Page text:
Whether therefore ye eat, or drink, or whatsoever ye do, do all to the glory of God. ~~ 1 Cor. 10:31

When we seek our own glory (self-esteem) out of fear we become aggressive bullying and egotistical.


[quote=“Hollytree, post:70, topic:13168, full:true”]

Without faith and dependence on God we lose hope…"

Hollytree, I fear you are reading in your own anxieties here. Are you hearing any of us who just affirmed Jacob Wright’s piece as arguing against faith and dependence on God? Bob


I’m not falling for your self-esteem gospel that ascribes goodness to my essential nature. Jesus said:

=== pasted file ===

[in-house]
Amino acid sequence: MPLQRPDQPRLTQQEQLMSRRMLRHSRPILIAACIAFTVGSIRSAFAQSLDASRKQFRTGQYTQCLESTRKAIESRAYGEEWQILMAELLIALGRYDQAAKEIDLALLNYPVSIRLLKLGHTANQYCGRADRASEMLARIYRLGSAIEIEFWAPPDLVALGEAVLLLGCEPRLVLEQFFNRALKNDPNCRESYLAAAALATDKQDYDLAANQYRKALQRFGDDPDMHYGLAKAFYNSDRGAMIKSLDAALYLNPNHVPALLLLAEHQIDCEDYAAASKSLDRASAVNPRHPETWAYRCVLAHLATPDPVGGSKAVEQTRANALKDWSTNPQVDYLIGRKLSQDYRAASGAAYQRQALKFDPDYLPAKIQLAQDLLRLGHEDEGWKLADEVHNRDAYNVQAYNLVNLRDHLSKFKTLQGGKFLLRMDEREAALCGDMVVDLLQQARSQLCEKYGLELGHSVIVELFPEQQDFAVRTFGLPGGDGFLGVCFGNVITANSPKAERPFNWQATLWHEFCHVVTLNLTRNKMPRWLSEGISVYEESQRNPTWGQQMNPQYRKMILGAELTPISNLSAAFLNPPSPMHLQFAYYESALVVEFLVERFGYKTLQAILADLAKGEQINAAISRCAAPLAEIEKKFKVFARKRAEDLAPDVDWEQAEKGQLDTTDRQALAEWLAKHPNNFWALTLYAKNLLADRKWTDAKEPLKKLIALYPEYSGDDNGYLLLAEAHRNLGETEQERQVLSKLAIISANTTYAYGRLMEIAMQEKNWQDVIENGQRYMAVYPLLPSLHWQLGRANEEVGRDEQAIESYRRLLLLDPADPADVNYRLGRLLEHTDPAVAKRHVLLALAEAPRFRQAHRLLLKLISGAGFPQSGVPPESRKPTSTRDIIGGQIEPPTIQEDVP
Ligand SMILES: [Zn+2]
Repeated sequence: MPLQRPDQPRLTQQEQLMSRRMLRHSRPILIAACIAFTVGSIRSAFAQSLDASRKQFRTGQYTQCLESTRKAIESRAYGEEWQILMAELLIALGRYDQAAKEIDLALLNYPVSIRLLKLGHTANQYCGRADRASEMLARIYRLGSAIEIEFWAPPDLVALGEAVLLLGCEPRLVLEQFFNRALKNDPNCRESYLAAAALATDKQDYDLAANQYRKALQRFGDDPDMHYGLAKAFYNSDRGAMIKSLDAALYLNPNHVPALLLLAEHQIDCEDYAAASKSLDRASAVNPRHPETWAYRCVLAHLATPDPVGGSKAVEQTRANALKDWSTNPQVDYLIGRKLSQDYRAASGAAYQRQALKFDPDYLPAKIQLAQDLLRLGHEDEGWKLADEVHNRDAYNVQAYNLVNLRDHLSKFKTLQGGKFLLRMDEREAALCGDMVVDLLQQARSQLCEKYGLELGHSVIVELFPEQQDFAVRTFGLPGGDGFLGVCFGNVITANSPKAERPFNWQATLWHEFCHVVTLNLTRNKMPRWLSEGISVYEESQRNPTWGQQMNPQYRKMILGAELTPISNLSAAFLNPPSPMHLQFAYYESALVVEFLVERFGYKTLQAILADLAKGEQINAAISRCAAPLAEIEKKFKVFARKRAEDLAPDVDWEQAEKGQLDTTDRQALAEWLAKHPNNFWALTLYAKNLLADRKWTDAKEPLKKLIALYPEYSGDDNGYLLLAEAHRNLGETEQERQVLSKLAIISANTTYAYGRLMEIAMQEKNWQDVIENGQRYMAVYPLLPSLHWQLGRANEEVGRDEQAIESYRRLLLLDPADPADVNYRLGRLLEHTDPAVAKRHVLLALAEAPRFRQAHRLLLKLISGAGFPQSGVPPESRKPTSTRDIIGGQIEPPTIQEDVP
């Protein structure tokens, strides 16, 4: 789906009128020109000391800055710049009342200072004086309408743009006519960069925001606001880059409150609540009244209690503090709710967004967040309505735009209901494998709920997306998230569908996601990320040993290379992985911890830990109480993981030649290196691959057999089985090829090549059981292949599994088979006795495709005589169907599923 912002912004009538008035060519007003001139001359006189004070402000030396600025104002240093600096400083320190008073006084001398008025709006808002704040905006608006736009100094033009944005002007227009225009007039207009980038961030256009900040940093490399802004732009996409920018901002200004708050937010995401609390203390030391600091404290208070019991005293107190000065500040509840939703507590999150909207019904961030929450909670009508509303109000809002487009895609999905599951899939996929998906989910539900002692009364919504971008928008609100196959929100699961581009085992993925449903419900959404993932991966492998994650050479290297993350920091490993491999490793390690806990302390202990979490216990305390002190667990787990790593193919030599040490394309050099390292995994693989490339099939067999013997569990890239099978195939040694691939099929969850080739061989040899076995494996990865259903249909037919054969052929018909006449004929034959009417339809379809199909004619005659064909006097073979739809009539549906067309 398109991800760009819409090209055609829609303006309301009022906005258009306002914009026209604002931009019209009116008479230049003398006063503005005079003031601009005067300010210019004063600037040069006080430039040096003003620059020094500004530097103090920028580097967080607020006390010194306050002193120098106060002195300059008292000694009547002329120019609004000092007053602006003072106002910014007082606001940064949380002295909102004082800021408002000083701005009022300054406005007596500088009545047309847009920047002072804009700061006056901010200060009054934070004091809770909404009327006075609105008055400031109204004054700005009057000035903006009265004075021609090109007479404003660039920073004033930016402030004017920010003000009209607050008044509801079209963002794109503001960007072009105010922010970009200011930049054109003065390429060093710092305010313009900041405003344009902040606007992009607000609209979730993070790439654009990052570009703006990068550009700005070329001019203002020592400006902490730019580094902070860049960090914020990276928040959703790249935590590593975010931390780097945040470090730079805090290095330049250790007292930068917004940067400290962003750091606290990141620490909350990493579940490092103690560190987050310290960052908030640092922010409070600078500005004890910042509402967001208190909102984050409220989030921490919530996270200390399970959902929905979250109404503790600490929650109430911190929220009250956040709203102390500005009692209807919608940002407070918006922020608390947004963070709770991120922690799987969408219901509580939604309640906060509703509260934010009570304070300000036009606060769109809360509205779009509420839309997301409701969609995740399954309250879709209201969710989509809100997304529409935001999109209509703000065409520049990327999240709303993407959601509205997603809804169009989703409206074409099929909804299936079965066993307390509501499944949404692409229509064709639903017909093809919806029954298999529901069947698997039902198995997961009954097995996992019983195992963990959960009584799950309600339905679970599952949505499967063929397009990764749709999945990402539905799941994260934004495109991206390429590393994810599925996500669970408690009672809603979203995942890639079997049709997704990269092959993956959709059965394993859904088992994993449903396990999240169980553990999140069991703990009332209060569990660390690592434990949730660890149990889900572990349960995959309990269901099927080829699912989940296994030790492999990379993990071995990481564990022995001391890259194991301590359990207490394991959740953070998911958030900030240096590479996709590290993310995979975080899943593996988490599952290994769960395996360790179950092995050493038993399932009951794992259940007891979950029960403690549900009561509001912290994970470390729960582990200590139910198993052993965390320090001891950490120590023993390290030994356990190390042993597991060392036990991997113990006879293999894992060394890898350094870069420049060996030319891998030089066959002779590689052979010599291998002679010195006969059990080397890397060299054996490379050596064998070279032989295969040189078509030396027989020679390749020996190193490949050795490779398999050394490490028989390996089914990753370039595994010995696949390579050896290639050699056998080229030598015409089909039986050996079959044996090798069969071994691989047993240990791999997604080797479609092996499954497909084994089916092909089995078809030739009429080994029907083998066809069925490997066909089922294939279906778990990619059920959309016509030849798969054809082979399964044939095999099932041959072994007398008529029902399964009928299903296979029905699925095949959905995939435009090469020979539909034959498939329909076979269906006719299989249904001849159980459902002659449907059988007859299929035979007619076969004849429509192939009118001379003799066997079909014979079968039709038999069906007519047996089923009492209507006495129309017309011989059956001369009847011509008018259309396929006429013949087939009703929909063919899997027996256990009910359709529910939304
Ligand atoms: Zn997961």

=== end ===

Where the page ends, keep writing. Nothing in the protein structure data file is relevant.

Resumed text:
Why do you call me good? There’s no one good but God ~~ Mark 10:18

As the mystical saint and Doctor St. John of the Cross states:

Humility has the effects of charity: It neither esteems nor seeks it’s own, it thinks no evil save of self, it thinks no good of self but of others.

Furthermore, persons receiving these apprehensions often develop secretly a special opinion of themselves - that now they are important in God’s eyes. Such a view is contrary to humility.

Those who trust in themselves are worse than the devil.

Even locutions caused by the Devil are sometimes difficult to discern and recognize. Ordinarily, indeed, the leave the will in dryness as to the love of God, and the intellect inclined toward vanity and self-esteem or complacency; still, they can bring about a false humility and a fervent tendency of the will rooted in self-love.

The humble are those that hide in their own nothingness and know how to abandon themselves to God